Muthu Raja, a Thai elephant donated to Sri Lanka for Buddhist ceremonies, returns home after alleged neglect

- through Henry Oudin

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Muthu Raja, a 29-year-old Thai elephant, returned to Chiang Mai on Sunday after allegations of neglect and abuse led to calls for him to return from Sri Lanka. Also known as Sak Surin in Thailand, the elephant was given as a gift in Sri Lanka almost 20 years ago and put into use in a Buddhist temple.

“He arrived perfectly in Chiang Mai. He traveled five hours and everything is fine, his condition is normal. said Thailand's Environment Minister Varawut Silpa-archa. "If all goes well, we will move it," referring to Muthu Raja's plans to move to a nearby nature reserve. (VOA)

The elephant had spent the day traveling from Colombo in a specially constructed cage, accompanied by four Thai keepers and a Sri Lankan zookeeper. The theft is estimated to have cost US$700. Along with dedicated travel staff, officials created a special container to safely hold the 000-meter-tall, 2,7-kilogram animal.


The elephant was sent to Sri Lanka in 2001 when it was around 10 years old as a gift from the Thai royal family. He and two other elephants were given and were to be trained as bearers of Buddhist relics for religious ceremonies. While in Sri Lanka, Muthu Raja lived under the care of a Buddhist temple in the south of the country.

Allegations were made that the elephant was forced to work with logging crews inside the temple and that a leg wound was left untreated. The Sri Lankan group Rally for Animal Rights and the Environment (RARE) began lobbying the Thai government last year to intervene after attempts to encourage government aid failed. Sri Lankan.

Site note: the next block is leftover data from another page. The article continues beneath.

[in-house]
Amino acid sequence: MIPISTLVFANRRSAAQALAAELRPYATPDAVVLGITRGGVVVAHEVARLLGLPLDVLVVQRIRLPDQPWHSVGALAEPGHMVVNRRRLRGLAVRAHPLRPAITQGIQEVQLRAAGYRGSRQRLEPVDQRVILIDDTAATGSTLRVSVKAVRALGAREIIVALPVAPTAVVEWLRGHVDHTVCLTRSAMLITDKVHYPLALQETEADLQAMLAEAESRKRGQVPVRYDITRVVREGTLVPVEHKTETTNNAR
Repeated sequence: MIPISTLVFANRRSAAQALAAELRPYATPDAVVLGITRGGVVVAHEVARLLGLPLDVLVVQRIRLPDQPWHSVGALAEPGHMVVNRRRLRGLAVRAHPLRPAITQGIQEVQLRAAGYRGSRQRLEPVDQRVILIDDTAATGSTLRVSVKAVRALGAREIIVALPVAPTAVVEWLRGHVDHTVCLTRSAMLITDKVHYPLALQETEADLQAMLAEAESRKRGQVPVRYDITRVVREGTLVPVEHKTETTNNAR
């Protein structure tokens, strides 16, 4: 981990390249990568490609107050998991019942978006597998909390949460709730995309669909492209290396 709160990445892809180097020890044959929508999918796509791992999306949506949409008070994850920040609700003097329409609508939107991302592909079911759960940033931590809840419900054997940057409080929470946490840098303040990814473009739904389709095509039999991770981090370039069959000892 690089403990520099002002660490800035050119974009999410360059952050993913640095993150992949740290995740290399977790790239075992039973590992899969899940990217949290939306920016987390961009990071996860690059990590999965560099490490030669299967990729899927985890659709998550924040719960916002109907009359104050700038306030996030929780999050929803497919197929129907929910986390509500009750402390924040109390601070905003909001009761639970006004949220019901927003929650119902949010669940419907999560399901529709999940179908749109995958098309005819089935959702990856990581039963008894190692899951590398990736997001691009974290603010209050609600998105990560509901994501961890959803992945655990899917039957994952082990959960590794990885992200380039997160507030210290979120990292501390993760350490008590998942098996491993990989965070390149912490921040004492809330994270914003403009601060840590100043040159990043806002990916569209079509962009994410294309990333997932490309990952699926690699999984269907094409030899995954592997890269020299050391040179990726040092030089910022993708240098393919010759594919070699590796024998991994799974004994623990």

RARE founder Panchali Panapitiya said Sri Lanka's failure to intervene had brought the country "discredit". (BBC)

RARE officials also organized a Buddhist blessing for Muthu Raja on Friday ahead of his trip.

Sri Lankan Prime Minister Dinesh Gunawardena said in June that he had conveyed his regrets to Thai King Maha Vajiralongkorn and was able to "restore trust between the two countries". (BBC)

Thailand stopped sending elephants overseas after 2009, and a decision to restart the practice in 2019 was scrapped after protests from environmental groups. Thailand's Environment Minister Varawut Silpa-archa said diplomatic missions would verify the status of all Thai elephants sent overseas.

Currently, 10 elephants from Thailand live overseas. The other two elephants living in Sri Lanka are said to be in good health. There are no plans to repatriate them or any of the other elephants at this time.

Elephants are considered a symbol of wealth and prestige in both countries. In Thailand, they are considered the protectors of the Buddha and the Earth. Sri Lanka fell into an economic crisis in 2019, which was compounded by the onset of the COVID-19 pandemic in 2020.

Sri Lanka's state religion is Buddhism, with 70,2% of the population of some 20 million people identifying as Theravada Buddhists, according to 2012 census data. Hinduism, with 12,6% of the population, followed by Islam, which represents 9,7% of Sri Lankans, Christianity 7,4% and the others 0,05%.

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Henry Oudin

Henry Oudin is a Buddhist scholar, spiritual adventurer and journalist. He is a passionate seeker of the depths of Buddhist wisdom, and travels regularly to learn more about Buddhism and spiritual cultures. By sharing his knowledge and life experiences on Buddhist News, Henry hopes to inspire others to embrace more spiritual and mindful ways of living.

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